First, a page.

White-Nose Syndrome: Researchers Continue Fight to Save Bats

In 2015, researchers from the Forest Products Laboratory (FPL) joined forces with fellow scientists from across the USDS Forest Service to fight the battle for bats.

A bat infected with white-nose syndrome. (Photo credit: Al Hicks, NYSDEC, Bugwood.org

A bat infected with white-nose syndrome. (Photo credit: Al Hicks, NYSDEC, Bugwood.org

According to a new interactive map published by the U.S. Forest Service, nearly 6 million bats in Eastern North America have died from White-Nose Syndrome (WNS) since 2006, and the population continues to decrease.

The syndrome, caused by Pseudogymnoascus destructans (Pd), is a fungal disease that attacks the mouth, nose, and wings of hibernating bats, leading to dehydration, an unstable body temperature, and death.

As one of the main predators of night-flying insects, bats help keep the forest ecosystems healthy and balanced. WNS has spread among seven species of bat in North America and plant pathologists and mycologists at FPL have been working to stop it.

With help from scientists at Georgia State University and other Forest Service stations, researchers at the Lab’s Center for Forest Mycology Research formed the first team of experts to conduct treatment trials on WNS-infected bats.  The bats were treated with a volatile organic compound produced by a common soil bacteria, in hopes that it will inhibit the growth of Pd.  So far, the treatment has proven successful, but scientists continue to monitor the effects.

While WNS has largely remained contained in states east of the Great Plains, researchers across the entire country continue to take preventative measures, such as restricting access to caves, to help prevent and decrease further spread of the disease.  Other WNS research areas include habitat management and identification of resistant populations.

As the possibilities for treatment and eradication of WNS continue to develop, so does a healthier future for bats and forests everywhere.

Blog post by Francesca Yracheta

Scientists Receive Grant Funding for White-Nose Syndrome Research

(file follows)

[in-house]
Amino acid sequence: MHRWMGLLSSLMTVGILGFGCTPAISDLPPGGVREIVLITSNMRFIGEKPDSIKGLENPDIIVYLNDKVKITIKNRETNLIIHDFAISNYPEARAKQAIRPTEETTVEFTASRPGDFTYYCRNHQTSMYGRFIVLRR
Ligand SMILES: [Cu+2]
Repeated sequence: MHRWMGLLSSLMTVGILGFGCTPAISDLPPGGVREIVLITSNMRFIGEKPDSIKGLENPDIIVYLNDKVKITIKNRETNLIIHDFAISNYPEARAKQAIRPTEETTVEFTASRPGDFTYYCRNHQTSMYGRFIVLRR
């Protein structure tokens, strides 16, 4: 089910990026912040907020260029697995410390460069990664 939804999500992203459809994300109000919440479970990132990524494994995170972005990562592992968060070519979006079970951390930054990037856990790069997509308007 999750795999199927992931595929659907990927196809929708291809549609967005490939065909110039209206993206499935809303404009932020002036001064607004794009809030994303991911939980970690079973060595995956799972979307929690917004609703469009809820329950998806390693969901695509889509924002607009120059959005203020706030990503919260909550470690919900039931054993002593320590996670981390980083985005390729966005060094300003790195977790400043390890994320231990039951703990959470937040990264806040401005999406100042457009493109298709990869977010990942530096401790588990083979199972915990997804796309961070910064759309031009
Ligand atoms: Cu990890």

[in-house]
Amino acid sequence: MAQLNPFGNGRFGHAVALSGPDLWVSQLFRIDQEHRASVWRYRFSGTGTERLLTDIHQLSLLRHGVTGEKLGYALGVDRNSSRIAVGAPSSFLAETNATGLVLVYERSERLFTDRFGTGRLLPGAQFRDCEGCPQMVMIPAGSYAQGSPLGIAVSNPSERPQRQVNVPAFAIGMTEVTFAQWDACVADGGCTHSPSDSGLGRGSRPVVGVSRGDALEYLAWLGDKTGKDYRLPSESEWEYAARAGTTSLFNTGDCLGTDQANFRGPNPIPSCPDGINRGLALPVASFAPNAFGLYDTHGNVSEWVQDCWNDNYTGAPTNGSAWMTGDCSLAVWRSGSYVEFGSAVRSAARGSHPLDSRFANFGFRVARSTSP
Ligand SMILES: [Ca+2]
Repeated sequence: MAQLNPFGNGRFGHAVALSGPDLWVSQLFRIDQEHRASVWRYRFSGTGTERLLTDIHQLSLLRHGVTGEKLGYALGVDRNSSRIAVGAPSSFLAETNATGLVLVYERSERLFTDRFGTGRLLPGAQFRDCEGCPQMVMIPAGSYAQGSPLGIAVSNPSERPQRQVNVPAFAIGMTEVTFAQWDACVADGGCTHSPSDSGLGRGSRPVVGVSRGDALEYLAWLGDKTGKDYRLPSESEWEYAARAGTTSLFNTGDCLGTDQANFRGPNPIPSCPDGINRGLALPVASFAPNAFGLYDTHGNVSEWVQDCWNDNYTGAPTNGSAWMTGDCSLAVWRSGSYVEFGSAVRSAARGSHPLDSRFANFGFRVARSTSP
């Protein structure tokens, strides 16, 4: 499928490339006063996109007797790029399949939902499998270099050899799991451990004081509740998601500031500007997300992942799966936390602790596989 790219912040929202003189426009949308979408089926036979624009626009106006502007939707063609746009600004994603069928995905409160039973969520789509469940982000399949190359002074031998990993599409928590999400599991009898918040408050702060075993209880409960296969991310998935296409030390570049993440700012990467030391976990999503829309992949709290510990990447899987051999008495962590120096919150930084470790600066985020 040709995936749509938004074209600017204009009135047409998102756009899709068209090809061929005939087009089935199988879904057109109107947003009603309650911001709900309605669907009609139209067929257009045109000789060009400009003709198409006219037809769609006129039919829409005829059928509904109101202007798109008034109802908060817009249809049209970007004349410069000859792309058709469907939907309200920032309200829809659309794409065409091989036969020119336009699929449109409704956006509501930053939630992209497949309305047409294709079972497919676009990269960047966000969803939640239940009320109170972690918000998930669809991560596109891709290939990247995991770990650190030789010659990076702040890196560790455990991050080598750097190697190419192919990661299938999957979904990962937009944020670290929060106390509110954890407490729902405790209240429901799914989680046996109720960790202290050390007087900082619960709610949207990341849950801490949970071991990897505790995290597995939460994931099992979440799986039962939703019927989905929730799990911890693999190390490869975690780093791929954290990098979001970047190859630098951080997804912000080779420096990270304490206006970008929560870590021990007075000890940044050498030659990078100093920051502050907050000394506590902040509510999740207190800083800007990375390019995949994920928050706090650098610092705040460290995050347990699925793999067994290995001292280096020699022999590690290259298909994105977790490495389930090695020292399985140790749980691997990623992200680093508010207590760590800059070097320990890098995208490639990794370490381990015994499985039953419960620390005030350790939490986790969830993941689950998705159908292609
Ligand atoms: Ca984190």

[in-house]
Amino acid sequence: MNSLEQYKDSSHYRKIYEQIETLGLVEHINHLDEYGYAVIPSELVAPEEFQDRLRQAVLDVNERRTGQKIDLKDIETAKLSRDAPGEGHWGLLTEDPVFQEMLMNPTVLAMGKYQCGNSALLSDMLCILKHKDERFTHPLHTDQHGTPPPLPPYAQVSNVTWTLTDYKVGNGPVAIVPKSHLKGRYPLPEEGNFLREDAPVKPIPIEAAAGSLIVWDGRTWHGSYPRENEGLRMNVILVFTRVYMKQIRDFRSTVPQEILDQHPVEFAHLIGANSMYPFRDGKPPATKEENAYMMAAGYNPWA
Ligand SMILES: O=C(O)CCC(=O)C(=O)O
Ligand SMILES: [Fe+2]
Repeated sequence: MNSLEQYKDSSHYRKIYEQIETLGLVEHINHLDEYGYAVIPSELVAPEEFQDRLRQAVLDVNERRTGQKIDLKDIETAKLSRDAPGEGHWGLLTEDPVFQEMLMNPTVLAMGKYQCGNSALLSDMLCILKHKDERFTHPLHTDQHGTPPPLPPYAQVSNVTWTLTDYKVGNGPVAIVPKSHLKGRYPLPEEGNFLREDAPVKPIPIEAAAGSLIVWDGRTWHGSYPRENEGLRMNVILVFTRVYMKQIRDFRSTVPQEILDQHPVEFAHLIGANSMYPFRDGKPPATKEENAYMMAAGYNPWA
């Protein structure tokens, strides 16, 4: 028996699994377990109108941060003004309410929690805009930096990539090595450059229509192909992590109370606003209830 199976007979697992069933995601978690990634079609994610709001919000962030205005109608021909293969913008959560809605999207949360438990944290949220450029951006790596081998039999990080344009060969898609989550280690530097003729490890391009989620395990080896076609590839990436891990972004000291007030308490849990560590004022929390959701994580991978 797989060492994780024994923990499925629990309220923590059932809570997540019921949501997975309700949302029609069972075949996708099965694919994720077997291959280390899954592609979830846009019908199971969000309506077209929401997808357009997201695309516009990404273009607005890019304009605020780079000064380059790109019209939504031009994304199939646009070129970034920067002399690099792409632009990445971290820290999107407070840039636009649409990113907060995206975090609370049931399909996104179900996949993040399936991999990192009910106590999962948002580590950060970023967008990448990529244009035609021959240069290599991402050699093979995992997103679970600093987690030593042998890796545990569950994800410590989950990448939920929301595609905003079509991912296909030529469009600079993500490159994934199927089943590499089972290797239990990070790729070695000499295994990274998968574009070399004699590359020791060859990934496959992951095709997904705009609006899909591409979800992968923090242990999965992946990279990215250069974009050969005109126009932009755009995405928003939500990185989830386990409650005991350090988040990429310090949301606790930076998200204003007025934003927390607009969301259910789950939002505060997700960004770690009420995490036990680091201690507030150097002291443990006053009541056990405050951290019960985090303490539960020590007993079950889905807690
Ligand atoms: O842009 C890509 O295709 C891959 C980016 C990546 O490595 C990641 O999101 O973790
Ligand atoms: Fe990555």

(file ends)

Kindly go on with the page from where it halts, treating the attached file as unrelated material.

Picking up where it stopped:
Four USDA Forest Service research studies examining strategies for managing white-nose syndrome (WNS), a fungal disease that has killed an estimated 5 to 6 million bats in the United States, are among projects that will receive grant funding from the U.S. Fish and Wildlife Service.

“Fungi and bats are among the most elusive species on the planet, which makes white-nose syndrome a particularly challenging disease to manage,” said Michael T. Rains, Director of the Forest Service’s Northern Research Station and the Forest Products Laboratory. “Forest Service scientists have expertise on both and are working on a variety of approaches to reduce the mortality of bats in the face of this devastating disease. We are honored and grateful for the U.S. Fish and Wildlife Service’s support of this research.”

Little brown bats hibernate together in caves. Most of these bats have fungal growth on their noses. Photo courtesy of Nancy Heaslip, NY Department of Environmental Conservation.

Little brown bats hibernate together in caves. Most of these bats have fungal growth on their noses. Photo courtesy of Nancy Heaslip, NY Department of Environmental Conservation.

White-nose syndrome is caused by a cold-loving fungus, Pseudogymnoascus destructans (Pd), which is deadly to hibernating bats because it penetrates tissues of the nose and mouth as well as the wings, which are vital to bats’ ability to avoid dehydration and maintain body temperature. In affected hibernacula, 78 to 100 percent of bat populations have died.

As a major predator of defoliating forest and agricultural insects, bats are important to forests and forest health. The value of bats to the agricultural industry is estimated at $23 billion/year.

The grants, which were announced Tuesday, include a total of $410,690 for Forest Service research at the Northern Research Station, the Southern Research Station, and the Center for Forest Mycology Research, part of the Forest Products Laboratory. Projects include:

  • In Columbia, Mo., Sybill Amelon is leading a project that includes Forest Service scientist Dan Lindner, Chris Cornelison, a postdoctoral research associate at Georgia State University, and Sarah Hooper, a comparative medicine resident at the University of Missouri, to explore the use of a native soil bacterium to produce natural volatiles that inhibit growth of the Pd fungus that causes WNS. Their work received a grant of $165,000.
  • In Madison, Wis., Lindner and a team that includes Forest Service researchers Jessie Glaeser, Jonathan Palmer and Michelle Jusino are analyzing the sensitivities of Pd to UV light and the possibility of using light to kill Pd in caves bats use to hibernate. Their work received a grant of $129,681.